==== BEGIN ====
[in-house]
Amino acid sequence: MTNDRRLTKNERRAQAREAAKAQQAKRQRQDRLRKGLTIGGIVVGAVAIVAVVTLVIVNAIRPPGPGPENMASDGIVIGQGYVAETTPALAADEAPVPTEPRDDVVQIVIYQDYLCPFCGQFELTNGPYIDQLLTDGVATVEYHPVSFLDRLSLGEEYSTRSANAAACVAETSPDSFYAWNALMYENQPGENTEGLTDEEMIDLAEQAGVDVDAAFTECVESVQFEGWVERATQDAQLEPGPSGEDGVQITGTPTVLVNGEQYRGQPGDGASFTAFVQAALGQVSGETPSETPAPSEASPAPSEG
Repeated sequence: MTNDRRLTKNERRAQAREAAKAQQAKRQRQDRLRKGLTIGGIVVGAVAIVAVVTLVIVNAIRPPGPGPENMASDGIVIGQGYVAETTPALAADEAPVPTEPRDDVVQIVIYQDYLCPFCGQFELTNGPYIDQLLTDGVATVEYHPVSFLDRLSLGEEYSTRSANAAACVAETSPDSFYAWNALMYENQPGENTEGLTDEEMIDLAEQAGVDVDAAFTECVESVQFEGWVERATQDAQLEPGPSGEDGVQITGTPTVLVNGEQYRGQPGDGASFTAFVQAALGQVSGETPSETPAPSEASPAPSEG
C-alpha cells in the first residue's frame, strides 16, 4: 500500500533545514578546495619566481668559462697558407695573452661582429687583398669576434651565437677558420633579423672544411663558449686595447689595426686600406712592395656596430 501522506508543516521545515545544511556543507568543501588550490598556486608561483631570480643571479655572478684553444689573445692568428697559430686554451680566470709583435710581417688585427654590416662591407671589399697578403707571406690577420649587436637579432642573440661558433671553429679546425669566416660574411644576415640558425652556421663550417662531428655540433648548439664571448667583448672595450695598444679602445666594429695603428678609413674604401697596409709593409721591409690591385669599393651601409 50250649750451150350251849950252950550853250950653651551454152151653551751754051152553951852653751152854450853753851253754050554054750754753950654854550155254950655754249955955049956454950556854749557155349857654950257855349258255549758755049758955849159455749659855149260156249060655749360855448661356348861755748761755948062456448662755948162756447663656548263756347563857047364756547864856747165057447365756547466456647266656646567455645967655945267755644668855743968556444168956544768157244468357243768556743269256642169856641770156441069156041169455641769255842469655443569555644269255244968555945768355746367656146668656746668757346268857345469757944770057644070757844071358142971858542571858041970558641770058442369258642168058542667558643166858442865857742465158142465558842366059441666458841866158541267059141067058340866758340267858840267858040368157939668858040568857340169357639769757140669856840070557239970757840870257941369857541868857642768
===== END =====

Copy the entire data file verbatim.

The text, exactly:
[in-house]
Amino acid sequence: MTNDRRLTKNERRAQAREAAKAQQAKRQRQDRLRKGLTIGGIVVGAVAIVAVVTLVIVNAIRPPGPGPENMASDGIVIGQGYVAETTPALAADEAPVPTEPRDDVVQIVIYQDYLCPFCGQFELTNGPYIDQLLTDGVATVEYHPVSFLDRLSLGEEYSTRSANAAACVAETSPDSFYAWNALMYENQPGENTEGLTDEEMIDLAEQAGVDVDAAFTECVESVQFEGWVERATQDAQLEPGPSGEDGVQITGTPTVLVNGEQYRGQPGDGASFTAFVQAALGQVSGETPSETPAPSEASPAPSEG
Repeated sequence: MTNDRRLTKNERRAQAREAAKAQQAKRQRQDRLRKGLTIGGIVVGAVAIVAVVTLVIVNAIRPPGPGPENMASDGIVIGQGYVAETTPALAADEAPVPTEPRDDVVQIVIYQDYLCPFCGQFELTNGPYIDQLLTDGVATVEYHPVSFLDRLSLGEEYSTRSANAAACVAETSPDSFYAWNALMYENQPGENTEGLTDEEMIDLAEQAGVDVDAAFTECVESVQFEGWVERATQDAQLEPGPSGEDGVQITGTPTVLVNGEQYRGQPGDGASFTAFVQAALGQVSGETPSETPAPSEASPAPSEG
C-alpha cells in the first residue's frame, strides 16, 4: 500500500533545514578546495619566481668559462697558407695573452661582429687583398669576434651565437677558420633579423672544411663558449686595447689595426686600406712592395656596430 501522506508543516521545515545544511556543507568543501588550490598556486608561483631570480643571479655572478684553444689573445692568428697559430686554451680566470709583435710581417688585427654590416662591407671589399697578403707571406690577420649587436637579432642573440661558433671553429679546425669566416660574411644576415640558425652556421663550417662531428655540433648548439664571448667583448672595450695598444679602445666594429695603428678609413674604401697596409709593409721591409690591385669599393651601409 50250649750451150350251849950252950550853250950653651551454152151653551751754051152553951852653751152854450853753851253754050554054750754753950654854550155254950655754249955955049956454950556854749557155349857654950257855349258255549758755049758955849159455749659855149260156249060655749360855448661356348861755748761755948062456448662755948162756447663656548263756347563857047364756547864856747165057447365756547466456647266656646567455645967655945267755644668855743968556444168956544768157244468357243768556743269256642169856641770156441069156041169455641769255842469655443569555644269255244968555945768355746367656146668656746668757346268857345469757944770057644070757844071358142971858542571858041970558641770058442369258642168058542667558643166858442865857742465158142465558842366059441666458841866158541267059141067058340866758340267858840267858040368157939668858040568857340169357639769757140669856840070557239970757840870257941369857541868857642768